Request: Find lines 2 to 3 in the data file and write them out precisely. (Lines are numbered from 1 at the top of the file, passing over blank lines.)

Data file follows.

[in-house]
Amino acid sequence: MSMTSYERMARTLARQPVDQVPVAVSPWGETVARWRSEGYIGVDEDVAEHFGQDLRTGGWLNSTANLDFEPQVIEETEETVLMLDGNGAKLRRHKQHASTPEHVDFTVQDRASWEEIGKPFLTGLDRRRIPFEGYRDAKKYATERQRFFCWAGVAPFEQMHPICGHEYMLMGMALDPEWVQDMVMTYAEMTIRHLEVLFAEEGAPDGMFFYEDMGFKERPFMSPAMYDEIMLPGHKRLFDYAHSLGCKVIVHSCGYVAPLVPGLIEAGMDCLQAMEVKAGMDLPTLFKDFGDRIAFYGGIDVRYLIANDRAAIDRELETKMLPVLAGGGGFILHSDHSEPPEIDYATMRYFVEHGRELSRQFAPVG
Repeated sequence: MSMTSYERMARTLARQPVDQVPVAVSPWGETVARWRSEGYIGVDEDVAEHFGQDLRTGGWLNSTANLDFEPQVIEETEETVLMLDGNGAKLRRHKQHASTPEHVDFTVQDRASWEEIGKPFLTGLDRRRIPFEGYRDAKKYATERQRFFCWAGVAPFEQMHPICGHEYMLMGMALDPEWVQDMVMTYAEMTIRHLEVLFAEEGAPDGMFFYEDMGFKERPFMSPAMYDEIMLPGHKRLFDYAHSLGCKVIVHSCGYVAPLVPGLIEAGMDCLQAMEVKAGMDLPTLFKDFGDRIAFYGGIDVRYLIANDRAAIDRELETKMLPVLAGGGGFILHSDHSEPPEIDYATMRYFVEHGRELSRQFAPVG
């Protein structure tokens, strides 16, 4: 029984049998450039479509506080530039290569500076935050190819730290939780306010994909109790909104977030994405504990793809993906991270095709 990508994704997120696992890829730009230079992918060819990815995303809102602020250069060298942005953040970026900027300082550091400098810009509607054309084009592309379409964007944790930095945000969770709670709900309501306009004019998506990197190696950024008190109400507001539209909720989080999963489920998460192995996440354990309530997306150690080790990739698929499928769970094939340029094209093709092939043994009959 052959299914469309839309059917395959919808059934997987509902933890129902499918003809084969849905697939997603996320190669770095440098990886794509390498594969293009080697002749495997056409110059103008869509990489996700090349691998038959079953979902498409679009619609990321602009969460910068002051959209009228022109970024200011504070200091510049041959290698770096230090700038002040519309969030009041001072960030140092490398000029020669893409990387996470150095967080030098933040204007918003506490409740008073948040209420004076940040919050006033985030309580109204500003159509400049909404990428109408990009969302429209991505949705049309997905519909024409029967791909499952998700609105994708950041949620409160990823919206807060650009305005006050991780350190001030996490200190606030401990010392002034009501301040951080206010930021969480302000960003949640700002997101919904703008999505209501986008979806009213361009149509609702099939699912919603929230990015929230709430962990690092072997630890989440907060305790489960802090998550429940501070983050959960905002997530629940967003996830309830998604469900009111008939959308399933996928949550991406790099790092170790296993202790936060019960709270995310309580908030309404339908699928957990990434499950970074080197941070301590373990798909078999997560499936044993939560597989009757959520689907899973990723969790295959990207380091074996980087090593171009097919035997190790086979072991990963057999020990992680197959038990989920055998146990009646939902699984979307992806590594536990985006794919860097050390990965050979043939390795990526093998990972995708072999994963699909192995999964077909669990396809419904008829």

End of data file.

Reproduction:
Amino acid sequence: MSMTSYERMARTLARQPVDQVPVAVSPWGETVARWRSEGYIGVDEDVAEHFGQDLRTGGWLNSTANLDFEPQVIEETEETVLMLDGNGAKLRRHKQHASTPEHVDFTVQDRASWEEIGKPFLTGLDRRRIPFEGYRDAKKYATERQRFFCWAGVAPFEQMHPICGHEYMLMGMALDPEWVQDMVMTYAEMTIRHLEVLFAEEGAPDGMFFYEDMGFKERPFMSPAMYDEIMLPGHKRLFDYAHSLGCKVIVHSCGYVAPLVPGLIEAGMDCLQAMEVKAGMDLPTLFKDFGDRIAFYGGIDVRYLIANDRAAIDRELETKMLPVLAGGGGFILHSDHSEPPEIDYATMRYFVEHGRELSRQFAPVG
Repeated sequence: MSMTSYERMARTLARQPVDQVPVAVSPWGETVARWRSEGYIGVDEDVAEHFGQDLRTGGWLNSTANLDFEPQVIEETEETVLMLDGNGAKLRRHKQHASTPEHVDFTVQDRASWEEIGKPFLTGLDRRRIPFEGYRDAKKYATERQRFFCWAGVAPFEQMHPICGHEYMLMGMALDPEWVQDMVMTYAEMTIRHLEVLFAEEGAPDGMFFYEDMGFKERPFMSPAMYDEIMLPGHKRLFDYAHSLGCKVIVHSCGYVAPLVPGLIEAGMDCLQAMEVKAGMDLPTLFKDFGDRIAFYGGIDVRYLIANDRAAIDRELETKMLPVLAGGGGFILHSDHSEPPEIDYATMRYFVEHGRELSRQFAPVG